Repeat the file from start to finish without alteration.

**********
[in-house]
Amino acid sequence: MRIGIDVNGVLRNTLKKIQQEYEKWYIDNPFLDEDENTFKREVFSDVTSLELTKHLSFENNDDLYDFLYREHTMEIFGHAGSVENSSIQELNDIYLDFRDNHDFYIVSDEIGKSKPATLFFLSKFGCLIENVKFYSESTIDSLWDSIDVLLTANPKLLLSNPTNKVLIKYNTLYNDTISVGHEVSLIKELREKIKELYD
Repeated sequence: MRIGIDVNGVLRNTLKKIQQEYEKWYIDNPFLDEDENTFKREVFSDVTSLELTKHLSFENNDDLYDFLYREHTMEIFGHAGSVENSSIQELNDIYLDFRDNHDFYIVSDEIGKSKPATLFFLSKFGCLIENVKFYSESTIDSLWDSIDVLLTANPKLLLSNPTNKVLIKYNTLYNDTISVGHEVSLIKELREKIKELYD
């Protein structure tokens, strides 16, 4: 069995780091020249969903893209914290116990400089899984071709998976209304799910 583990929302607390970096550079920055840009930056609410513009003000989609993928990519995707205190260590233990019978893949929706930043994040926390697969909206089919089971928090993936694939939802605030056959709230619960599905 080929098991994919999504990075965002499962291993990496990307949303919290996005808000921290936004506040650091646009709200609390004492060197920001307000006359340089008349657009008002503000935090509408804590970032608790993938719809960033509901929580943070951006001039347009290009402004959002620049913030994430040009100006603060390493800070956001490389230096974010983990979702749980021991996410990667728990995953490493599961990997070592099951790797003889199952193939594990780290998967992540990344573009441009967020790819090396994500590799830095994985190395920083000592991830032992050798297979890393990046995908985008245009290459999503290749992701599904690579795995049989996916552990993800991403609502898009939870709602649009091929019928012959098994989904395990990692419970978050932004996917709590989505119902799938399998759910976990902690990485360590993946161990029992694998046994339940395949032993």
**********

[in-house]
Amino acid sequence: MRIGIDVNGVLRNTLKKIQQEYEKWYIDNPFLDEDENTFKREVFSDVTSLELTKHLSFENNDDLYDFLYREHTMEIFGHAGSVENSSIQELNDIYLDFRDNHDFYIVSDEIGKSKPATLFFLSKFGCLIENVKFYSESTIDSLWDSIDVLLTANPKLLLSNPTNKVLIKYNTLYNDTISVGHEVSLIKELREKIKELYD
Repeated sequence: MRIGIDVNGVLRNTLKKIQQEYEKWYIDNPFLDEDENTFKREVFSDVTSLELTKHLSFENNDDLYDFLYREHTMEIFGHAGSVENSSIQELNDIYLDFRDNHDFYIVSDEIGKSKPATLFFLSKFGCLIENVKFYSESTIDSLWDSIDVLLTANPKLLLSNPTNKVLIKYNTLYNDTISVGHEVSLIKELREKIKELYD
């Protein structure tokens, strides 16, 4: 069995780091020249969903893209914290116990400089899984071709998976209304799910 583990929302607390970096550079920055840009930056609410513009003000989609993928990519995707205190260590233990019978893949929706930043994040926390697969909206089919089971928090993936694939939802605030056959709230619960599905 080929098991994919999504990075965002499962291993990496990307949303919290996005808000921290936004506040650091646009709200609390004492060197920001307000006359340089008349657009008002503000935090509408804590970032608790993938719809960033509901929580943070951006001039347009290009402004959002620049913030994430040009100006603060390493800070956001490389230096974010983990979702749980021991996410990667728990995953490493599961990997070592099951790797003889199952193939594990780290998967992540990344573009441009967020790819090396994500590799830095994985190395920083000592991830032992050798297979890393990046995908985008245009290459999503290749992701599904690579795995049989996916552990993800991403609502898009939870709602649009091929019928012959098994989904395990990692419970978050932004996917709590989505119902799938399998759910976990902690990485360590993946161990029992694998046994339940395949032993």